Generally, the above objects are accomplished by employing a heated platen in conjunction with an insulating material. The heated platen acts to soften and fuse the thermoplastic, while the insulated material maintains the adjacent thermoplastic material at a temperature below softening temperature and also serves to hold the thermoplastic material adjacent to the heated material in place. The insulating material bearing on the cooler plastic prevents excessive pressures beyond those necessary to cause the desired flow. In other words the seam is molded between the cold plastic sections, the relatively cold insulating sections and the hot platen.

The heat-sealing portions of the above described apparatus may comprise any suitable heat-conductor, such as copper, aluminum, iron, etc. The heat-sealing member may be heated by any convenient method. For example, the heat-sealing element may be brought to temperature by means of a dielectric field or preferably by the use of a heating element placed within the heat-sealing unit.

The heat insulating portion of the apparatus may be any material which is stable at the temperatures required to effect sealing and which is an eflicient heat insulator. Materials, such as mica, Mycalex, etc. may be employed. If cartridge type heaters are used, then the insulator need only exhibit thermal-resistance, whereas if a dielectric type of heating is used then the insulator must also be a high-frequency electric insulator.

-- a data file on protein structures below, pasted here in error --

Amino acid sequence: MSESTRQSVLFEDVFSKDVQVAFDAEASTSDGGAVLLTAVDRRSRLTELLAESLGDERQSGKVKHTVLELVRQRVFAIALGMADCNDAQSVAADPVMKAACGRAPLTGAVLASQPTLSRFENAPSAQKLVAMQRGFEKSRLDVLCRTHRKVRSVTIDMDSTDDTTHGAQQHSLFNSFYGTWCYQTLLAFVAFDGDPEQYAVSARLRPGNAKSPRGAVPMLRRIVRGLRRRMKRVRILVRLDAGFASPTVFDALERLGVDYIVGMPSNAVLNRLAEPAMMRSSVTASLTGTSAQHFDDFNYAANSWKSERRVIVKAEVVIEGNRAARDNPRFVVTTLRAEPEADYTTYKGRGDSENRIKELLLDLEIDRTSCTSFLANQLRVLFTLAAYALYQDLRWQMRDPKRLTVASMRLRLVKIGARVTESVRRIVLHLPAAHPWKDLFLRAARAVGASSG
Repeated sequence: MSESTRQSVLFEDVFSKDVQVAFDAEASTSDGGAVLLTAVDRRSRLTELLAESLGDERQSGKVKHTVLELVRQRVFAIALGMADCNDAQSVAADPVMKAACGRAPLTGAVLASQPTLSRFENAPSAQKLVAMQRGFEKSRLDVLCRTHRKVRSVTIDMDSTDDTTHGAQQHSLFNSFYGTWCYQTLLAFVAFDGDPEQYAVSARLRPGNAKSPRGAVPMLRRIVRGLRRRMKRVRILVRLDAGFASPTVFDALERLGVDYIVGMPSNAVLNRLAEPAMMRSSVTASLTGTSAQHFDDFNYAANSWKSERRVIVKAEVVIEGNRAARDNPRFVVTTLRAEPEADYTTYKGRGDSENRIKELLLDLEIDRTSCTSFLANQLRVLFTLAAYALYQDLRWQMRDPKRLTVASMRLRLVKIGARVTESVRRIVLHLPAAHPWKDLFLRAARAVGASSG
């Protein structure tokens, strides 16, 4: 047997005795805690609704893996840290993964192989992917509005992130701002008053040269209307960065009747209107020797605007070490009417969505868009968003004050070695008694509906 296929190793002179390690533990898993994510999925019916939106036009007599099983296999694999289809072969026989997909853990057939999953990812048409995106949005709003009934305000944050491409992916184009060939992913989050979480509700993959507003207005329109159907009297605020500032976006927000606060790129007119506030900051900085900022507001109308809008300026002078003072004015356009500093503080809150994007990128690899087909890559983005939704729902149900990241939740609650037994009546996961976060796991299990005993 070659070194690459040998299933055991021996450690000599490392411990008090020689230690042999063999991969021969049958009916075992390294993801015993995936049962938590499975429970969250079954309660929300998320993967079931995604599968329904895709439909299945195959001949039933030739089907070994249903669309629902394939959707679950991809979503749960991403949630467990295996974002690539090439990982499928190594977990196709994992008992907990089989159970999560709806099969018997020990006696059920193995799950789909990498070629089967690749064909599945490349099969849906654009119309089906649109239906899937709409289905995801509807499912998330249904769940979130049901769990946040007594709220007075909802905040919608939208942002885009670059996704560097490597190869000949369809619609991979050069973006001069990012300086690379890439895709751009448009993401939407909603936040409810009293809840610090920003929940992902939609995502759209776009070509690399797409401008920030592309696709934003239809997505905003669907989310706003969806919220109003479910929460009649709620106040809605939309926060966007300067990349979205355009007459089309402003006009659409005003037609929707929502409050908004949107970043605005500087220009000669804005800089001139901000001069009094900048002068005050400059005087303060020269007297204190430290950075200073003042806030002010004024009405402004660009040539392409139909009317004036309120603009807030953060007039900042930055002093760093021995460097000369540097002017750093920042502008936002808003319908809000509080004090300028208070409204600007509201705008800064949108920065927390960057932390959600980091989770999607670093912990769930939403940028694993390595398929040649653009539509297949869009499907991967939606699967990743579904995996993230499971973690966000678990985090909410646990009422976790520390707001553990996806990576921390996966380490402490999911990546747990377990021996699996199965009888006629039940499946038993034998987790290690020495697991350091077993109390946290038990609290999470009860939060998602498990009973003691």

The temperature at which sealing is effected will depend on the softening point of the material which is to be joined and will lie between the softening point and the decomposition temperature. Thus, when polytrifluorochloroethylene films were joined, a temperature between about 415" F. and about 510 F. was required for a period of time between about 1 second and about 10 minutes depending on temperature and pressure. The device described herein is particularly adapted to hand use. Pressures, therefore, may be as low as about 5 pounds per square inch gauge, although the principle involved may be used in high pressure techniques in which the device is one platen of a press and its use in this respect is contemplated. In a high pressure technique, pressures may be as high as 25,000 pounds per square inch gauge depending on thickness of the material and area of the sealing device.

in order to more clearly illustrate the present invention, reference will be made to Figures 1, 2, 3, and 4 of the drawings in which:

Figure l is a perspective view in diagrammatic form;

Figures 2 and 3 are cross-sections of Figure l and show the position of the heat-sealing device, with respect to the thermoplastic film that is being sealed, and after the sealing operation respectively;

Figure 4 is a modification of the device represented in Figure l of the drawing.